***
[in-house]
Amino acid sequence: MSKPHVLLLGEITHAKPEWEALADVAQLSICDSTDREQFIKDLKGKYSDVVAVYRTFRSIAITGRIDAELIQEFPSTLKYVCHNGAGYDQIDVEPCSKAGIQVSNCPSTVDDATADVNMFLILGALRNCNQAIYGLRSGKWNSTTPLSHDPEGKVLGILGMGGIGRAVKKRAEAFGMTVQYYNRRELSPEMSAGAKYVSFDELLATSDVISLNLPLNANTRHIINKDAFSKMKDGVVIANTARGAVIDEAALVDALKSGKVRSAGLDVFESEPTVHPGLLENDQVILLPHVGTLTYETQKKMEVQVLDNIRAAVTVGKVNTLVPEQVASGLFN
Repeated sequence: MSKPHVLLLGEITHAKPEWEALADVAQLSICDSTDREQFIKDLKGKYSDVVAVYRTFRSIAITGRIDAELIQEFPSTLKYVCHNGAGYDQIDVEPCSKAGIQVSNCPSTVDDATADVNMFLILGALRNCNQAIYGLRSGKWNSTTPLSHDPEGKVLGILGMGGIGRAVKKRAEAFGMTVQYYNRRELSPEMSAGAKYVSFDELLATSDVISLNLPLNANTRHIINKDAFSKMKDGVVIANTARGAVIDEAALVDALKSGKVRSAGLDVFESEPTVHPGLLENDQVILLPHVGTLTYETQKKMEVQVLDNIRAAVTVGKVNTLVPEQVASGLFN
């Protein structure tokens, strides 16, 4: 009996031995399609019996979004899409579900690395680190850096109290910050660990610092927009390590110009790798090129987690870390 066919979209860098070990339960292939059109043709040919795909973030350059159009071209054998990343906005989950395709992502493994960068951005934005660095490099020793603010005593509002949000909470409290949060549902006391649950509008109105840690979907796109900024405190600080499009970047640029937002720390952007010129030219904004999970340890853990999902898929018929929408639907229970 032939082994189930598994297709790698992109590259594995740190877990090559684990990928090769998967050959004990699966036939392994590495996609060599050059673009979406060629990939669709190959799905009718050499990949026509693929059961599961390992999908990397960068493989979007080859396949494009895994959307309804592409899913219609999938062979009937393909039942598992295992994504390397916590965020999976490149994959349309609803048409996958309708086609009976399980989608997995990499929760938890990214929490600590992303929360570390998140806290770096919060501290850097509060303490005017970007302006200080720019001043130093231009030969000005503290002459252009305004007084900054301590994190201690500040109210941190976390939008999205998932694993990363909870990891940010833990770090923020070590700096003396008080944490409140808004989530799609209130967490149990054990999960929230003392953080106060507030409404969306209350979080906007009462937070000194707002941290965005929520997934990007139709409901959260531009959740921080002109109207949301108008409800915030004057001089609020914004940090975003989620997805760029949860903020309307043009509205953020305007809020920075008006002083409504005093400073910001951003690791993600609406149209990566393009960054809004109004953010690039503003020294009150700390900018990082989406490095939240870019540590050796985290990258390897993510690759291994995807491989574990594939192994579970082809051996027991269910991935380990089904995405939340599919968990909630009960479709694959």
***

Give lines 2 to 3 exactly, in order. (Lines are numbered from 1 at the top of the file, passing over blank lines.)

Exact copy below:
Amino acid sequence: MSKPHVLLLGEITHAKPEWEALADVAQLSICDSTDREQFIKDLKGKYSDVVAVYRTFRSIAITGRIDAELIQEFPSTLKYVCHNGAGYDQIDVEPCSKAGIQVSNCPSTVDDATADVNMFLILGALRNCNQAIYGLRSGKWNSTTPLSHDPEGKVLGILGMGGIGRAVKKRAEAFGMTVQYYNRRELSPEMSAGAKYVSFDELLATSDVISLNLPLNANTRHIINKDAFSKMKDGVVIANTARGAVIDEAALVDALKSGKVRSAGLDVFESEPTVHPGLLENDQVILLPHVGTLTYETQKKMEVQVLDNIRAAVTVGKVNTLVPEQVASGLFN
Repeated sequence: MSKPHVLLLGEITHAKPEWEALADVAQLSICDSTDREQFIKDLKGKYSDVVAVYRTFRSIAITGRIDAELIQEFPSTLKYVCHNGAGYDQIDVEPCSKAGIQVSNCPSTVDDATADVNMFLILGALRNCNQAIYGLRSGKWNSTTPLSHDPEGKVLGILGMGGIGRAVKKRAEAFGMTVQYYNRRELSPEMSAGAKYVSFDELLATSDVISLNLPLNANTRHIINKDAFSKMKDGVVIANTARGAVIDEAALVDALKSGKVRSAGLDVFESEPTVHPGLLENDQVILLPHVGTLTYETQKKMEVQVLDNIRAAVTVGKVNTLVPEQVASGLFN